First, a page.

We generally use the blog as a space to keep our friends, family, clients, and community informed. We especially like to highlight laws – such as those against texting and driving or when pedestrians have the right-of-way – that promote safety and reward awareness.

Today we’ve decided to cull from our state’s rich history those Arkansas laws, codes, and ordinances that have fallen by the wayside and that, while still technically on the books, seem outdated and often hilarious by today’s standards.

First in this new series is the officially sanctioned pronunciation of the Arkansas state name, from Little Rock city leaders in 1881:

Arkansas Code § 1-4-105. ”Be it therefore resolved by both houses of the General Assembly, that the only true pronunciation of the name of the state, in the opinion of this body, is that received by the French from the native Indians and committed to writing in the French word representing the sound. It should be pronounced in three (3) syllables, with the final “s” silent, the “a” in each syllable with the Italian sound, and the accent on the first and last syllables. The pronunciation with the accent on the second syllable with the sound of “a” in “man” and the sounding of the terminal “s” is an innovation to be discouraged.”

(“Ar-kan-saw” is a French pronunciation of a Siouxan word meaning “land of downriver people” and pronunciation was officially established as a resolution in 1881. No punishment is enforced for mispronunciation.)

We hope this new, lighthearted series gives you a chuckle; it certainly did us!

Sources: Virtually Legal, Digest of the Laws and Ordinances of the City of Little Rock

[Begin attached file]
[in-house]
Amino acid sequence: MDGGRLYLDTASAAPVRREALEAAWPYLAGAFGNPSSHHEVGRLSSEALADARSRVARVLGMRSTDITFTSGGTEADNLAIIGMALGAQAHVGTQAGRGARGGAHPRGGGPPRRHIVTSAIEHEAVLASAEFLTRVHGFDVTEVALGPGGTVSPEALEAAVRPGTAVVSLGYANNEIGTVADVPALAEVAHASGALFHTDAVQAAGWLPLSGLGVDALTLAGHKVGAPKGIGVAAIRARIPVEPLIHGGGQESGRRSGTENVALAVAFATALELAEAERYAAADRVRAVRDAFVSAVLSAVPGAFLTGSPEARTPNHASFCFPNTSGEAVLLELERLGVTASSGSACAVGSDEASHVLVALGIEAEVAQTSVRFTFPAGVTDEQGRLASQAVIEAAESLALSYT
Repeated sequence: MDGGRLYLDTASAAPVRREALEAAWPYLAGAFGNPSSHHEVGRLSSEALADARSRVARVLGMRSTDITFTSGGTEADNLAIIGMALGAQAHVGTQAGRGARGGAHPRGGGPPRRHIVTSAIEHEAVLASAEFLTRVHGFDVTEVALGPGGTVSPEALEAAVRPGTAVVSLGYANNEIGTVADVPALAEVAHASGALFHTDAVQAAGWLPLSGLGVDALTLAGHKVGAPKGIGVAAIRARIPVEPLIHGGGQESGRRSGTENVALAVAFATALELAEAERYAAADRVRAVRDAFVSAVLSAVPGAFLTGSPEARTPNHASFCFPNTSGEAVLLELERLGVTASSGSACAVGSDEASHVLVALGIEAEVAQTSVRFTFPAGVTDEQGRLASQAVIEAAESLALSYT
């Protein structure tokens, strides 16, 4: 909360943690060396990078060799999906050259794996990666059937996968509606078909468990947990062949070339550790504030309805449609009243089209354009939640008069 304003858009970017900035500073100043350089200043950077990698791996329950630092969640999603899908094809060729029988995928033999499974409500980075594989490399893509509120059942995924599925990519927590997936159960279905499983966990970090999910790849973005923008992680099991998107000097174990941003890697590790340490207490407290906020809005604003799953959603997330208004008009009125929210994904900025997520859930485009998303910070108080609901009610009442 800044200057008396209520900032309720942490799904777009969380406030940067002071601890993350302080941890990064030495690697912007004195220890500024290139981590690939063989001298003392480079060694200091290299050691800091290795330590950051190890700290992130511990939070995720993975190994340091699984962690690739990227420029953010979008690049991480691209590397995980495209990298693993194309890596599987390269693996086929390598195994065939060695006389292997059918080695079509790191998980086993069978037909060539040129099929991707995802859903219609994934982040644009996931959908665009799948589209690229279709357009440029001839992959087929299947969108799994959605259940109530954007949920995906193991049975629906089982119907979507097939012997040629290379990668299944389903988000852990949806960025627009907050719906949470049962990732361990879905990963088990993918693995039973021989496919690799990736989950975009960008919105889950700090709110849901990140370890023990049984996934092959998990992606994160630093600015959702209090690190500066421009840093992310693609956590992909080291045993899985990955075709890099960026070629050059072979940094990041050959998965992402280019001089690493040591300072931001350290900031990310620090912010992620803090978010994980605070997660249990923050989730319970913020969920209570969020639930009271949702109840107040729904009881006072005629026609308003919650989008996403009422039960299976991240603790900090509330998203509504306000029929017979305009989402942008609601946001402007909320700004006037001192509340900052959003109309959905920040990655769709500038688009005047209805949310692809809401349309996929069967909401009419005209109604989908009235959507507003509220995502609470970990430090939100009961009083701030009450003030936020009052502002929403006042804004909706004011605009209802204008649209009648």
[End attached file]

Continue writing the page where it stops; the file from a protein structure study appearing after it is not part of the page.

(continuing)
Monday, 22 September 2014 13:36

Think about Fire Safety NOW, not Later!

Written by Law Offices Of Gary Green

As cooler temperatures approach, I start thinking about fires. I love fireplaces and fire pits and brush piles that need to be burned. We’re also getting ready to fire up our heaters for the first time this season, so now’s a good time to think about fire safety.

  1. Think about it now. If you wake up to a fire in your home, what’s Plan B in case your Plan A exit is blocked?
  2. Where’s the smoke alarm? Might want to test it.
  3. Where’s the closest fire extinguisher, and is it properly charged?

To me, these are the three big ones. I’m sure there are hundreds of other issues to consider when talking about fires. Yes, have your flues serviced. Don’t start fires with gasoline; don’t use unvented heat; don’t smoke in bed; no open flames outside the firebox.

Think about safety always, but please think about 1, 2, and 3 now!

UM is Uninsured Motorist Coverage and UIM is Underinsured Motorist Coverage. Both types of insurance are purchased through your car insurance agency to protect you in the event you are hit by someone with no insurance or very little insurance.